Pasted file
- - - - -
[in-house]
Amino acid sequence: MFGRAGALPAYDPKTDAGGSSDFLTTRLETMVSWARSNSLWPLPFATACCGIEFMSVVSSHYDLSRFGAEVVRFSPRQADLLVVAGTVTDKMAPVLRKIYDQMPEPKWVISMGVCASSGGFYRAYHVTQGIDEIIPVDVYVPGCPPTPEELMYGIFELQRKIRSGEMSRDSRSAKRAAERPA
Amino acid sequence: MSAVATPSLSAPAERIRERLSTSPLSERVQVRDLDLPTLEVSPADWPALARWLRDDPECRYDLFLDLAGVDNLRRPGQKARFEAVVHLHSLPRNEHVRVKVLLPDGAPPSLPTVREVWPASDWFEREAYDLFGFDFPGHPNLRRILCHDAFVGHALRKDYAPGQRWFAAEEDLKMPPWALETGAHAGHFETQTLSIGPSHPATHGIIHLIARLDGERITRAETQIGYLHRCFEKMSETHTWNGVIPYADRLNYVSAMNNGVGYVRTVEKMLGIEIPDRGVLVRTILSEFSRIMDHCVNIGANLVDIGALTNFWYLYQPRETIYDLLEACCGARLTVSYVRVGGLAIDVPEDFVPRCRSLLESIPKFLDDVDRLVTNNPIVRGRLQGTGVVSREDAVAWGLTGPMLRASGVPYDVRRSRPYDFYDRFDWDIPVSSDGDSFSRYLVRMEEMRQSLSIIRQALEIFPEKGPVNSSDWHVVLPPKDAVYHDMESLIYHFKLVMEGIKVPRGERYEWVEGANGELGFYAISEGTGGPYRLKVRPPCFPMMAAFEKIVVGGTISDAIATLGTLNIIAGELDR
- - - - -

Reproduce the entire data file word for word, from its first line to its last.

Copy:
[in-house]
Amino acid sequence: MFGRAGALPAYDPKTDAGGSSDFLTTRLETMVSWARSNSLWPLPFATACCGIEFMSVVSSHYDLSRFGAEVVRFSPRQADLLVVAGTVTDKMAPVLRKIYDQMPEPKWVISMGVCASSGGFYRAYHVTQGIDEIIPVDVYVPGCPPTPEELMYGIFELQRKIRSGEMSRDSRSAKRAAERPA
Amino acid sequence: MSAVATPSLSAPAERIRERLSTSPLSERVQVRDLDLPTLEVSPADWPALARWLRDDPECRYDLFLDLAGVDNLRRPGQKARFEAVVHLHSLPRNEHVRVKVLLPDGAPPSLPTVREVWPASDWFEREAYDLFGFDFPGHPNLRRILCHDAFVGHALRKDYAPGQRWFAAEEDLKMPPWALETGAHAGHFETQTLSIGPSHPATHGIIHLIARLDGERITRAETQIGYLHRCFEKMSETHTWNGVIPYADRLNYVSAMNNGVGYVRTVEKMLGIEIPDRGVLVRTILSEFSRIMDHCVNIGANLVDIGALTNFWYLYQPRETIYDLLEACCGARLTVSYVRVGGLAIDVPEDFVPRCRSLLESIPKFLDDVDRLVTNNPIVRGRLQGTGVVSREDAVAWGLTGPMLRASGVPYDVRRSRPYDFYDRFDWDIPVSSDGDSFSRYLVRMEEMRQSLSIIRQALEIFPEKGPVNSSDWHVVLPPKDAVYHDMESLIYHFKLVMEGIKVPRGERYEWVEGANGELGFYAISEGTGGPYRLKVRPPCFPMMAAFEKIVVGGTISDAIATLGTLNIIAGELDR